There is a range of pricing models that you can use to gain greater savings. At the same time, you could be scaling up your AWS consumption. You can select between Spot instances, Savings Programs, and Reserved Instances that represent a number of different use cases for your EC2 use. Setting a threshold of how much your instance fleet should cover is useful in each case. The goal here is to choose the most optimal model for your particular case. 

S3 expense per storage class

Another tool you are probably using is Amazon S3, which also plays a big role in AWS savings. This service also has a lot of built-in features to help you optimize your costs.  You should evaluate the different storage groups that your company is using, similar to EC2. Then, customize policies to make an impact on them. Use lifecycle policies to automate your cost savings plan. 

Expenses for unused resources

Every organization has unused resources they’re paying for. For example, recovery snapshots. But, the amount spent on them is a good indicator of how well the organization is managing finances in the cloud.  There are likely hundreds, if not thousands of other unused resources in most organizations’ cloud environments. They range from idle load balances to unattached block storage volumes. However, in many cases, these are not easy to identify. Therefore, it’s a worthwhile investment to implement a cloud management platform that can bring granular visibility into your entire cloud ecosystem and can actively monitor and identify unused resources that can be terminated.

Data retrieval costs

Many companies are conscious that by keeping infrequently used data in cold storage stages, they will save a substantial amount of capital. But, when occasionally retrieved data is accessed often enough due to data retrieval costs, these costs could surpass the avoided amount by putting data in a cold storage tier.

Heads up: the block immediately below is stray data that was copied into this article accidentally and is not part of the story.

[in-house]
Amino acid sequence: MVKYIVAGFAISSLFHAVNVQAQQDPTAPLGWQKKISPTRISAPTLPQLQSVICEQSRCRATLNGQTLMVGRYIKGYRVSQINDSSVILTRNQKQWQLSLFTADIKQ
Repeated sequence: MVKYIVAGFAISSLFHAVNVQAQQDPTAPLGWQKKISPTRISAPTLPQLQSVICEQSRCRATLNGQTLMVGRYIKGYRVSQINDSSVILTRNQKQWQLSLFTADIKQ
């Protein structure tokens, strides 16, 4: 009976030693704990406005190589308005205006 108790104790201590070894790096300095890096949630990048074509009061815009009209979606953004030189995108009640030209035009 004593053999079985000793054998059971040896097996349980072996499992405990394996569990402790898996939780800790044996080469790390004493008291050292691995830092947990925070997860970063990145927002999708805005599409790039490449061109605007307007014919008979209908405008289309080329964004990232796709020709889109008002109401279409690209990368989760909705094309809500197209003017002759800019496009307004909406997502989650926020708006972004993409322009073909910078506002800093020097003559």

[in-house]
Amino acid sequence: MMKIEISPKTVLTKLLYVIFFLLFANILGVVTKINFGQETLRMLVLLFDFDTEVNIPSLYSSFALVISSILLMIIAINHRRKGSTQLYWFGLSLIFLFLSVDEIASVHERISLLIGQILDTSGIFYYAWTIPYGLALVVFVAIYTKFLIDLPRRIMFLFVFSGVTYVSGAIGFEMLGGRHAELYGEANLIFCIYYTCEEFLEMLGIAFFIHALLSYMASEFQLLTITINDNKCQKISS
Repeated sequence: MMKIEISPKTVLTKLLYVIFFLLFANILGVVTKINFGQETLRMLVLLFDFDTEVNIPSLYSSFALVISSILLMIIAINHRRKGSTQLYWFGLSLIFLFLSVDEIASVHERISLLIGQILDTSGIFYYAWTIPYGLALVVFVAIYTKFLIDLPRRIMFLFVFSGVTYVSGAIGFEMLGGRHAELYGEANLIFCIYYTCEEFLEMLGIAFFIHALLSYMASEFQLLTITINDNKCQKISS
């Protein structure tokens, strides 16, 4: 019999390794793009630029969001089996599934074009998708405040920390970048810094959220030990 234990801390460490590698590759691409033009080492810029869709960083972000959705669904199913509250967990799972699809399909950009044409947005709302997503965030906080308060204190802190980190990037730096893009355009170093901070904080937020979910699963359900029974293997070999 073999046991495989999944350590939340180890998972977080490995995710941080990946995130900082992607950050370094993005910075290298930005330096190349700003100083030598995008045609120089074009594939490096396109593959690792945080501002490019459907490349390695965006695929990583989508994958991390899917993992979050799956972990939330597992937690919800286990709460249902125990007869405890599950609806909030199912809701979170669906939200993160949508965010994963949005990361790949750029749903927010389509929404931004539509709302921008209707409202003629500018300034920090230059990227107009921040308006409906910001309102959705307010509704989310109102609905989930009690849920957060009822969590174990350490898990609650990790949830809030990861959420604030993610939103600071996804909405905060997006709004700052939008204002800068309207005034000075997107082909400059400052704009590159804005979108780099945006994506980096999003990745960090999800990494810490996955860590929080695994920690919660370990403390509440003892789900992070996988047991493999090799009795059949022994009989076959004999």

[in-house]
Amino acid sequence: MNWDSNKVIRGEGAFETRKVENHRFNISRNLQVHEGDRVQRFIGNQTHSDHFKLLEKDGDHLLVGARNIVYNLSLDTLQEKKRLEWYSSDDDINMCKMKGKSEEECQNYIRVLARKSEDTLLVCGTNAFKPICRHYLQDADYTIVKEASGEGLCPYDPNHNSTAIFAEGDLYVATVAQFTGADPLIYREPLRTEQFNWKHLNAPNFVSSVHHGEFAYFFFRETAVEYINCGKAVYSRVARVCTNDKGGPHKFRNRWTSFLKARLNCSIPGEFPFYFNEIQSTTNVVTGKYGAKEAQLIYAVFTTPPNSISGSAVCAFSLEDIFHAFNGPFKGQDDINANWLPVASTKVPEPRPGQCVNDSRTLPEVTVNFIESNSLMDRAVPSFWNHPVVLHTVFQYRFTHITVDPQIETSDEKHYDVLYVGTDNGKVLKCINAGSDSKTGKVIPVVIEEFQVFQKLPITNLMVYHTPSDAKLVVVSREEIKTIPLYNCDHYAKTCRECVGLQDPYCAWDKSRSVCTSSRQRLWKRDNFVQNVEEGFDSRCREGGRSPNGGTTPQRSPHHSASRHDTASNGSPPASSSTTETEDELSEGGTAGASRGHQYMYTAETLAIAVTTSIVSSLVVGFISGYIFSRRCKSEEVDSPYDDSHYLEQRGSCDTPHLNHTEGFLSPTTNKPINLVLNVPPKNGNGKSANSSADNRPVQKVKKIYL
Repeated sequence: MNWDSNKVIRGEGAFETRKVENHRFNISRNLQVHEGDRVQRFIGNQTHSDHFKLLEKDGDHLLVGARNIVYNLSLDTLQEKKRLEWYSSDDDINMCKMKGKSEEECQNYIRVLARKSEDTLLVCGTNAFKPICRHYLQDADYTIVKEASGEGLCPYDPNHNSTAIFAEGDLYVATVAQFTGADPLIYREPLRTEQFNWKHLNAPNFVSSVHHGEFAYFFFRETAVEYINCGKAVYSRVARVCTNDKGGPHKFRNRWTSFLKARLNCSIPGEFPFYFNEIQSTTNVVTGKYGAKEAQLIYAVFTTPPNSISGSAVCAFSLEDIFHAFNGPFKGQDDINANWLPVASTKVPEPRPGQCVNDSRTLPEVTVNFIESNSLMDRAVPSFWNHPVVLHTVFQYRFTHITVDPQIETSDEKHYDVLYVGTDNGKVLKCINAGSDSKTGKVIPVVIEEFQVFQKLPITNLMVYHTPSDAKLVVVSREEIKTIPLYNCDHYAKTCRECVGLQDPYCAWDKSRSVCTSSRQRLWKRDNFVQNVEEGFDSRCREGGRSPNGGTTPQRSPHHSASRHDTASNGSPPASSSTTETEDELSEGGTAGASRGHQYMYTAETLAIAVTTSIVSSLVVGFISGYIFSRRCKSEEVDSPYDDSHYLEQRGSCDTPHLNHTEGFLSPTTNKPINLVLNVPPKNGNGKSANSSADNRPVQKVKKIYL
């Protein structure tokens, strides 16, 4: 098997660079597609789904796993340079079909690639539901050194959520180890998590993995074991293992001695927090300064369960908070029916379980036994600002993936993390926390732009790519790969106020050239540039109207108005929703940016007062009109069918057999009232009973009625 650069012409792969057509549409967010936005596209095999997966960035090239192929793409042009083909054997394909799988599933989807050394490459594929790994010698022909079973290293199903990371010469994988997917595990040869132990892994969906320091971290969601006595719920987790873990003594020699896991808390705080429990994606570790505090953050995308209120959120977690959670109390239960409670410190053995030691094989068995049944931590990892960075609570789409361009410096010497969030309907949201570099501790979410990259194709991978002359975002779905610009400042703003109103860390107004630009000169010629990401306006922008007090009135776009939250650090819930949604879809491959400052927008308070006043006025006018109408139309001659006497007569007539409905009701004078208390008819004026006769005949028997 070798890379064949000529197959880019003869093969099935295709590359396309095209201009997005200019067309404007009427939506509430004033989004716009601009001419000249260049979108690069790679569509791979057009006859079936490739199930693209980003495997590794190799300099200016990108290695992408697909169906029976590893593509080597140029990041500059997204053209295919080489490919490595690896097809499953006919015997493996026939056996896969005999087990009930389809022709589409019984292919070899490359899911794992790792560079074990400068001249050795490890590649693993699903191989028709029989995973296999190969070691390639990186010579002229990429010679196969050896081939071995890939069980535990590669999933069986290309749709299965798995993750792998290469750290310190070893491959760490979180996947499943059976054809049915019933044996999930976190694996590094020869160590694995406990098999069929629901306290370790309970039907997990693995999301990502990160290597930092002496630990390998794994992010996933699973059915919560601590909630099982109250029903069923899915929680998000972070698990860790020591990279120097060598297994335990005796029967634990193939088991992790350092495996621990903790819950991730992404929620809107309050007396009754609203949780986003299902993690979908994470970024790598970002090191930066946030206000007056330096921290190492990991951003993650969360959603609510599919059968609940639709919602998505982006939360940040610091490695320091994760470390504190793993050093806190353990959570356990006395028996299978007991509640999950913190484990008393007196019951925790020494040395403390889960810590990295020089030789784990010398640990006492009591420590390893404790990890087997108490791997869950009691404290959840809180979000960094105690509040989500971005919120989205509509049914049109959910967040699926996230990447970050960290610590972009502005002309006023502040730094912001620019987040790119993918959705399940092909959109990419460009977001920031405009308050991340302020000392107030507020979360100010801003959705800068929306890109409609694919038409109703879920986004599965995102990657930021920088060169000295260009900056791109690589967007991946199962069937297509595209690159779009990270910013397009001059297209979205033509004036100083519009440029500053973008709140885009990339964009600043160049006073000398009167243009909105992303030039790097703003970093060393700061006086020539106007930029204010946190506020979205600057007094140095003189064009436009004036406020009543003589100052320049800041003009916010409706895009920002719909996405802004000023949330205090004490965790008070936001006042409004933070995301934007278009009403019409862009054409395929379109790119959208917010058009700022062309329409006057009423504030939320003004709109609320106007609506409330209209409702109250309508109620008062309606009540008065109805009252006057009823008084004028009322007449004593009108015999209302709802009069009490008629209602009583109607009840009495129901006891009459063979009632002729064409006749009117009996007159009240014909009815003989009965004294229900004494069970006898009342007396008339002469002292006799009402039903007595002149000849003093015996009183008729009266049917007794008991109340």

The intelligent tiering class by AWS partially solves this problem. It can help you get an overview of how much of your object storage charges are susceptible to data retrieval. However, it doesn’t work when you have one zone storage or archived storage. 

Number of cost spike notifications

As almost all billing dashboards offer a budget limit setup, this means that you’ll get a notification each time the budget is overshoot, or a similar cost rise occurs. 

Sudden cost spikes can be a sign of malfunctioning assets or network breaches. This is why you need to know when they happen in real-time. Look for cloud management systems that, when designing rules, offer both flexibility and immediately warn stakeholders when policies are broken.


After you've created your own dashboard with the specific metrics your business needs, you should work more deeply on evaluating them. For example, metrics about spending and usage can be useful in reporting to the entire organization about the costs of your department. Metrics that refer to value can be compared to your market value drivers to produce KPIs that you can track based on your company goals. It all depends on the specific objectives you’re aiming to achieve.